“That $15 million cut … will result in that $15 million being made up on the property taxes or sales taxes of the people of the Kenai Peninsula,” he said. “You do in fact realize that revenue will have to be made up locally?”
Arduin, who’s been smirking her way through the hearings so far, answered with her standard “it’s not my job” line by saying, “We cannot comment on how local governments are structuring or will structure their budgets.”
Micciche’s district includes Wildwood Correctional Complex, where the Dunleavy budget plans to close a wing for sentenced individuals and eliminating some 46 jobs, according to local media reports.
We heard that Dunleavy’s not-convicted policy adviser Ben Stevens said municipalities had been freeloading off the state for years when asked about this during the Southeast Conference mid-session update.
He also called Dunleavy a “constitutional scholar.”
“🤣,” said our source.
Why it matters: The administration isn’t doing legislators any help getting on board with his budget. What kind of justification can be given to the hundreds of calls and emails each office is getting on the many different cuts? Other than, of course “unleashing entrepreneurism.”
The parallels between the Dunleavy administration and the Trump administration continue. This time with the administration’s well-paid appointees being confronted in public spaces for their actions.
From a friend here in Juneau. “How lovely of you to tell me this while I’m shopping” 😂😂😂💯💯💯 SMFH. Spoiler: This will not end well. pic.twitter.com/PE5c3JVqFH
— One Hot Mess AK (@libbybakalar) February 14, 2019
We want to know: Were they dalmatian fur shoes? Or perhaps loafers made from gophers?
Everyone’s looking forward to Dunleavy administration economist Ed King’s report that will supposedly show how the public sector gains will replace more than 1,000 tate jobs that are expected to be lost across agencies, the Marine Highway System and the University of Alaska (not including K-12 jobs or local government jobs).
It’s going well so far:
The Institute of Social and Economic Research deeply disagrees with their assessment, arguing that the cuts would plunge the state back into economic recession with job losses far north of the 10,000 job mark.
There’s also this from the Feb. 2019 edition of the Economic Trends.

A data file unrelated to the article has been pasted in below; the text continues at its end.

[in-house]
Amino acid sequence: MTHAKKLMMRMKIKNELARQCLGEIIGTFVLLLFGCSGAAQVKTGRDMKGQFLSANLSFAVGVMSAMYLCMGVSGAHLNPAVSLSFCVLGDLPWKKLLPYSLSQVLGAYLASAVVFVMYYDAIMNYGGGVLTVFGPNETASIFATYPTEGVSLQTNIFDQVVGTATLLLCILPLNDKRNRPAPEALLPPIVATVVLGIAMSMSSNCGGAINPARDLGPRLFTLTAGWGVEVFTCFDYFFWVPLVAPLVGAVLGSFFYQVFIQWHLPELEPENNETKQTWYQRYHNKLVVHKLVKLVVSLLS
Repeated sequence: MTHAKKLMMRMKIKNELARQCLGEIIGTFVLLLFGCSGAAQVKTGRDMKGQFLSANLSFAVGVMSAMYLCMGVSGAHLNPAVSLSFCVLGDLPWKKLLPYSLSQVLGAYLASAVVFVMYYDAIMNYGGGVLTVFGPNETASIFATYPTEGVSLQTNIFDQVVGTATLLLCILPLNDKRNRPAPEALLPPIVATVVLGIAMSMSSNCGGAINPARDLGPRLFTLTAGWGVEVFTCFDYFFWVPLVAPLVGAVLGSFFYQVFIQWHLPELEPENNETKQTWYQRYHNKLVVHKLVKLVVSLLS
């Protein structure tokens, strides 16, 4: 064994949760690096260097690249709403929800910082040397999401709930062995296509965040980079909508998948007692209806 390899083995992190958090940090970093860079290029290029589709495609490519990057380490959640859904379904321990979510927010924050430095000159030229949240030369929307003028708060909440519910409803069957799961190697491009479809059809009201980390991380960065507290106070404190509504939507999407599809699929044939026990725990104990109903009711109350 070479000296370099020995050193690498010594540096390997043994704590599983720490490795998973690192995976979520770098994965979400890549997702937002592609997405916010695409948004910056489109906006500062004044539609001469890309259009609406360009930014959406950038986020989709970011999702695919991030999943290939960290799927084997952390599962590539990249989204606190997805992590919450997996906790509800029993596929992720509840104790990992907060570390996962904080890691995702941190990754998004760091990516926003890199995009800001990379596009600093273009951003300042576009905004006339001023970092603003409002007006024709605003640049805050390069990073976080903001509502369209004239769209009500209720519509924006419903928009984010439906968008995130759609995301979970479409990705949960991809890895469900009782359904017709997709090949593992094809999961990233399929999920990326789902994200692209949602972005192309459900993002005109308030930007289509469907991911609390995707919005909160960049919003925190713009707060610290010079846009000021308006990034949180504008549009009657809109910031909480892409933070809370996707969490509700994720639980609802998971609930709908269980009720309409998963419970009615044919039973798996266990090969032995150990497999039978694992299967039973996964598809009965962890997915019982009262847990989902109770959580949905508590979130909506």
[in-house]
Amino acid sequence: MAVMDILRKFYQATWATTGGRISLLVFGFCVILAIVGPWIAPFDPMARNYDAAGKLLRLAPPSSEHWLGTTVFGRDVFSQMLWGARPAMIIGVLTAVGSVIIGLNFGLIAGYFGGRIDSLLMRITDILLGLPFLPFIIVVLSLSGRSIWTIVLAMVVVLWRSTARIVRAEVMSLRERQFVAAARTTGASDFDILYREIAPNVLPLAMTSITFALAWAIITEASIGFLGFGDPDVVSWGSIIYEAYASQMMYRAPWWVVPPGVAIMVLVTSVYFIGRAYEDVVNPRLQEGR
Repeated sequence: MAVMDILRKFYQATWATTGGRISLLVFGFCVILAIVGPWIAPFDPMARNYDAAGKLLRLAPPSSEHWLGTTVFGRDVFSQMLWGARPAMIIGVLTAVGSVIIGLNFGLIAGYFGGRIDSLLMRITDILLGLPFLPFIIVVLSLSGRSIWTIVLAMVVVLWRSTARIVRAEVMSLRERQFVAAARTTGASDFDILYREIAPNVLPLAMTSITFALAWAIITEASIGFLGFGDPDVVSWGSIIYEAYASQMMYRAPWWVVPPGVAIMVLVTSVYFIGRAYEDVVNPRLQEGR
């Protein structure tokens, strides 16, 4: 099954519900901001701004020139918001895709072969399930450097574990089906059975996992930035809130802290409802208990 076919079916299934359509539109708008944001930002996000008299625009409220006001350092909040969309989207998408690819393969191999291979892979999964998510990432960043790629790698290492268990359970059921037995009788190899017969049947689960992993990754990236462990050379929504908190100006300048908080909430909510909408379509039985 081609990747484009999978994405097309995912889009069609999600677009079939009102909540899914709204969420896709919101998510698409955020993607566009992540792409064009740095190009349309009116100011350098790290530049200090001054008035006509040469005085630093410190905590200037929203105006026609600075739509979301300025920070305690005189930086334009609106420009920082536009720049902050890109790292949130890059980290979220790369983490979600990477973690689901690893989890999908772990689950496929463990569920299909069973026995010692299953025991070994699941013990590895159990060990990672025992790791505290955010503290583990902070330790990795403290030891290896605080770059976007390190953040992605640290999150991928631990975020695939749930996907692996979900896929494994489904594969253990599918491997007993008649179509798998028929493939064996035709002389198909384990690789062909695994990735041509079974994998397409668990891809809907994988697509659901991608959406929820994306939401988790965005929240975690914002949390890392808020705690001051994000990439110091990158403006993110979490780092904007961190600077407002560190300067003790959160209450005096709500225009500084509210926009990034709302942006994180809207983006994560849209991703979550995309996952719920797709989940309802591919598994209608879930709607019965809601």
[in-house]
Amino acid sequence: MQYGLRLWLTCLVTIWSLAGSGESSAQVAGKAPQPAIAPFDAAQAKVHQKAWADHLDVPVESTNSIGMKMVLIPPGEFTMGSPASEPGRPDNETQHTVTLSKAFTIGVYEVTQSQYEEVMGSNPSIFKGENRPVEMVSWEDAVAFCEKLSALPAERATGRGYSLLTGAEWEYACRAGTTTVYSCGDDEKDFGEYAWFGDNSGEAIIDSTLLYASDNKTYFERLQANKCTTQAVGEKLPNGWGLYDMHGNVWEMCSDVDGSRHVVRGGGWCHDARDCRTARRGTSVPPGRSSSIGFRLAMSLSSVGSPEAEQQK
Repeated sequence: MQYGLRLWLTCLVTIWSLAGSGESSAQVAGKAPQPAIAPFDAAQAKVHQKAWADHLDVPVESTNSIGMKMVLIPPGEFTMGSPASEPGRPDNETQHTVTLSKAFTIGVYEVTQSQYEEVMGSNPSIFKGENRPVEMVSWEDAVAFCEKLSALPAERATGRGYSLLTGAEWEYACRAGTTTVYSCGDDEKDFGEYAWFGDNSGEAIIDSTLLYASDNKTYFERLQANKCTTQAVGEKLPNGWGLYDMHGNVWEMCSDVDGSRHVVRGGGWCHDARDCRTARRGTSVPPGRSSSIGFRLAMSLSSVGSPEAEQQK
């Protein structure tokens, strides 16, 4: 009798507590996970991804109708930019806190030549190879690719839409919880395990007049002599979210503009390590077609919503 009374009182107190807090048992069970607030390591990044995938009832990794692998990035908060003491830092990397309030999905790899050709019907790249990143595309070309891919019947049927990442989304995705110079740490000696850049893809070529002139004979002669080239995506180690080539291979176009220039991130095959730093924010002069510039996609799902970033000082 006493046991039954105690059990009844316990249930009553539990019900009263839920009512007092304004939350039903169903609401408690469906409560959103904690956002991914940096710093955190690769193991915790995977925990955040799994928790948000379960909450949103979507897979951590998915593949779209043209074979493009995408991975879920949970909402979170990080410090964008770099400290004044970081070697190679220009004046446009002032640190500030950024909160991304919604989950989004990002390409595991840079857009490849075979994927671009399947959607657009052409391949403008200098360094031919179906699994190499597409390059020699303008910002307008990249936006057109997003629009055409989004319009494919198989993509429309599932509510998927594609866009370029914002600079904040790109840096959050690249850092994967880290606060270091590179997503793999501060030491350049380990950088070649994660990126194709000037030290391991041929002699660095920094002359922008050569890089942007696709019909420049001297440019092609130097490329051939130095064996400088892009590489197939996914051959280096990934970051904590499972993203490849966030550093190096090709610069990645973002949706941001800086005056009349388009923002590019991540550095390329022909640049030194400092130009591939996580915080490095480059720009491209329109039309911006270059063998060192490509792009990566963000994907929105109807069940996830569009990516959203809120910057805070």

Accused assaulter out for Dunleavy post
Kodiak chiropractor Christopher Twiford has officially withdrawn from consideration for the Alaska Workers’ Compensation Board, where Gov. Michael J. Dunleavy had appointed him before the 45-year-old man was charged with three felony assaults as well as multiple misdemeanors for an alleged attack on his partner, which reportedly included aiming a revolver at her.
The Associated Press account of Twiford’s withdrawal says he had been “drinking continuously over 24 hours” according to the victim’s testimony as well as other pretty ghastly details of the assault that resulted in the woman suffering a concussion.
There were some red flags raised a few weeks ago about the election purge currently being conducted by the Division of Elections, but one experienced campaigner says the concerns are misplaced noting that the purge is set out in state law and is actually one of the better purge laws on the books because those who get struck can still cast a questioned ballot.
One of the big outcomes of the coalition taking over the House will be that Speaker Bryce Edgmon will get to select one of the five members for the Alaska Redistricting Board. Three of the seats will go to Republicans via appointments by Dunleavy and Senate President Cathy Giessel. The fifth will come from the Supreme Court.
That’s a major win for Democrats—or undeclared voters.
Either way, the Democrats really ought to start drumming up money for Rep. David Eastman’s re-election fund. After all his shenanigans, he’s helped 16 15 Democrats take over the House.
GOP Purity Test
Meanwhile the Alaska Republican Party has a “magic wand” fix for the stinging defection of EIGHT Republicans to the coalition. Surprise, it’ll take money.
And that’s it for this week. There are a few other big rumors on our radar that will take a little more vetting before we can put them to press (I know, we have standards?!?) but I’m out on a “vacation” and need to go get some birthday cake with my incredibly patient partner. Have as good a weekend as possible, everyone.
I think this is going to be Tammie Wilson’s year. She really seems to be coming into her own. I imagine we’ll still see the Tammie we all know and expect, but it will be more focused. I very rarely agree with her politically, but I’m excited about the new Tammie.
Governor Dunleavey and Donna Arduin are bridge builders. We’ll have a State Income tax with a veto proof majority coalition if they keep this charm offensive up.
The repercussions of the budget massacre have fractured his party, good job Tuckermann!
We the citizens of Alaska need 30 representatives and 15 senators to pledge to join a coalition with the sole purpose of creating a budget both different than Donna’s and veto proof. What is in the budget is less important than its veto proof strength: any sensible budget will be better than what the Governor has proposed. There still would be cuts, but if made in the context of the harm they would do to the Alaska economy, the new budget can be crafted in a way to maximize economic growth while optimizing State spending.
The Alaska Journal of Commerce (2/10/19) reports ConocoPhillips’s profit in Alaska alone as $1.8 billion. Also BP’s profit as $9.4 billion and Exxon’s full-year earnings were $20.8 billion.
Looks like Alaska doesn’t need to keep subsidizing these oil companies! Let’s stop this “Corporate Welfare” i.e. “tax credits” and use the $ to fund education